Cancer

Understanding Cervical Cancer

HPV

Cervical cancer is a malignant tumor of the cervix and in most cases is caused by a long-term infection with human papillomavirus (HPV).

 Understanding HPV
  • Human papillomavirus (HPV) is a group of viruses that are very common worldwide. It is estimated that 80% of people at some time in their life will have been exposed to HPV.
  • The majority of HPV infections do not cause symptoms or disease and resolve spontaneously without any intervention. A small proportion of infections with certain types of HPV can persist and progress to cancer.
  • HPV is mainly transmitted through sexual contact. It can be passed on even when an infected person has no signs or symptoms.
  • There are more than 100 types of HPV, of which at least 14 are cancer-causing. Two HPV types (16 and 18) cause 70% of cervical cancers and precancerous cervical lesions. If untreated, these lesions may progress to cervical cancer.
  • Some types of HPV cause other cancers.  Non-cancer causing types of HPV can cause highly-infectious genital warts.

Prevention

Cervical cancer is easily prevented.  Most prevention programs consist of vaccination to avoid the spread of the cervical cancer-causing HPV virus, screening to detect pre-cancer lesions and early intervention to remove abnormal cells.  

HPV Vaccination
There are three vaccines available that protect against the two types of HPV that cause the majority of cervical cancer cases. These vaccines work best if administered prior to exposure to HPV. Therefore, it is preferable to administer them before first sexual activity.
CerviCusco administers the quadrivalent (Gardasil) HPV vaccine, beginning at age 9  through the age of 26 for both males and females.  This vaccine can reduce the risk of cervical cancer by 70% and the risk of genital warts by 90%.
The HPV vaccine is not a substitute for cervical cancer screening and does not treat HPV infections or HPV-related cancers.  However, HPV vaccination is the best way to prevent cervical and other types of cancer.    

Pap, HPV and VIA Tests
Women who have no symptoms and feel perfectly healthy may still unknowingly have cervical precancer or cancer. Screening tests for cervical cancer can detect these pre-cancerous lesions before they become cancer. Once detected early, these lesions can be successfully treated  thereby preventing the development of cervical cancer.
It is important to be screened regularly.  In Peru, the Ministry of Health recommends that all women between 25 and 55 years have cervical cancer screening tests annually.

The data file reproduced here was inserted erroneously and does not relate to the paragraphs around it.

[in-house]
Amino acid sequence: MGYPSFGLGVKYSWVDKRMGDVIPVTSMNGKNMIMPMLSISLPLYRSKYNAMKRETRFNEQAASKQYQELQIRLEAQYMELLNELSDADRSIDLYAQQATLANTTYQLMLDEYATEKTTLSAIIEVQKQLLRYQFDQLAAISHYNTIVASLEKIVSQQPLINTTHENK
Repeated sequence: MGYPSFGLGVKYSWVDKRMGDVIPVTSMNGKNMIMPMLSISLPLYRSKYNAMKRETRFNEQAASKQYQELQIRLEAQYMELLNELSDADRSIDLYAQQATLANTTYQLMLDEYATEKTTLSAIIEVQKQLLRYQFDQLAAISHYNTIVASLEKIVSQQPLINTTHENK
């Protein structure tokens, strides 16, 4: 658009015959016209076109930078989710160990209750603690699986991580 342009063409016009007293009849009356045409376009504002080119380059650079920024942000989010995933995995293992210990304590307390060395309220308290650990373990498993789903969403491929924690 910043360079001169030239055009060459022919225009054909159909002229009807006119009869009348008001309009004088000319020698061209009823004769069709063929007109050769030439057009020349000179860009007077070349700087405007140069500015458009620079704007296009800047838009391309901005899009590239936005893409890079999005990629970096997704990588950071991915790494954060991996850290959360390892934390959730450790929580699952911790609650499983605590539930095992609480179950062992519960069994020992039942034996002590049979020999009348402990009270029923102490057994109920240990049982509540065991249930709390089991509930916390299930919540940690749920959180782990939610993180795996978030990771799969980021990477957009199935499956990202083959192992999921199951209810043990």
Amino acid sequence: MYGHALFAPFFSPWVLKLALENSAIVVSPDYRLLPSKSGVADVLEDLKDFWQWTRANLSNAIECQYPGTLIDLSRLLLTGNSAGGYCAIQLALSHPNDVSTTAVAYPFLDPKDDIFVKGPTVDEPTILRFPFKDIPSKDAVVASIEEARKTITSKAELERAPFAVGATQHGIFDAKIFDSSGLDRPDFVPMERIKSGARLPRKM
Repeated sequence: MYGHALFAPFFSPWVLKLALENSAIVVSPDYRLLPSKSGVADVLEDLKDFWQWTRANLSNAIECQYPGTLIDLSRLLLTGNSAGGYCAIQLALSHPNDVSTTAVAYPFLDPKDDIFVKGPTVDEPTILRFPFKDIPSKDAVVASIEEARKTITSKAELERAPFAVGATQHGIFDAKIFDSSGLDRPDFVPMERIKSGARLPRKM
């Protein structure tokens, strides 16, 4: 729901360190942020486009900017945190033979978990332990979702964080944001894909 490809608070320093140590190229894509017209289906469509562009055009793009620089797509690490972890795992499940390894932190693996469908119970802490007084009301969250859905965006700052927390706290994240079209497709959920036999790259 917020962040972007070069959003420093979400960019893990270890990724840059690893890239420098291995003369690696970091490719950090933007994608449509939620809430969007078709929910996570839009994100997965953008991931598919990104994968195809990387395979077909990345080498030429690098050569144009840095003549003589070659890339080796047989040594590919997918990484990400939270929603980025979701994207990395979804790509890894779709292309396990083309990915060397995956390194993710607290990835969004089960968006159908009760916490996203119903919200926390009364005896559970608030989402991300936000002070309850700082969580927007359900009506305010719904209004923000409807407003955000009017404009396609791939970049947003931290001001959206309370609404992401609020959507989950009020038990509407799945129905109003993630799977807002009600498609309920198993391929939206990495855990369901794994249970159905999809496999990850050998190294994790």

There are 3 different types of screening tests currently available:

  • Pap tests: liquid-based Pap test and the conventional Pap test
  • Visual Inspection with Acetic Acid (VIA)
  • HPV testing for high-risk HPV types
Currently, CerviCusco uses the modern liquid-based Pap test to screen women for cervical cancer. VIA is used for screening women when financial resources are severely limited. HPV testing is now used to screen women primarily living in resource-rich countries.

Diagnosis

Colposcopy
Colposcopy is a diagnostic examination to evaluate women with abnormal Pap test results. Cervical lesions may be identified during colposcopy and biopsies may be obtained to confirm the diagnosis. The results from the colposcopy exam help determine proper management. CerviCusco offers internationally renowned colposcopy services.

Treatment

Surgery, Radiation Therapy, Chemotherapy
Women who have cervical precancers can be treated by surgery. In most cases, this procedure may be easily performed in the office. CerviCusco offers state-of-the-art microsurgery. Those women identified as having cervical cancer require surgery for early stage cancer. However, for advanced cervical cancer, women require treatment with radiation therapy and chemotherapy.

Symptoms

Most women who have cervical cancer have no symptoms. However, symptoms of cervical cancer tend to appear only after the cancer has reached an advanced stage and may include:

  • Irregular, intermenstrual (between periods) or abnormal vaginal bleeding after sexual intercourse
  • Back, leg or pelvic pain
  • Fatigue, weight loss, loss of appetite
  • Vaginal discomfort or odorous discharge
  • A single swollen leg
More severe symptoms may arise at advanced stages.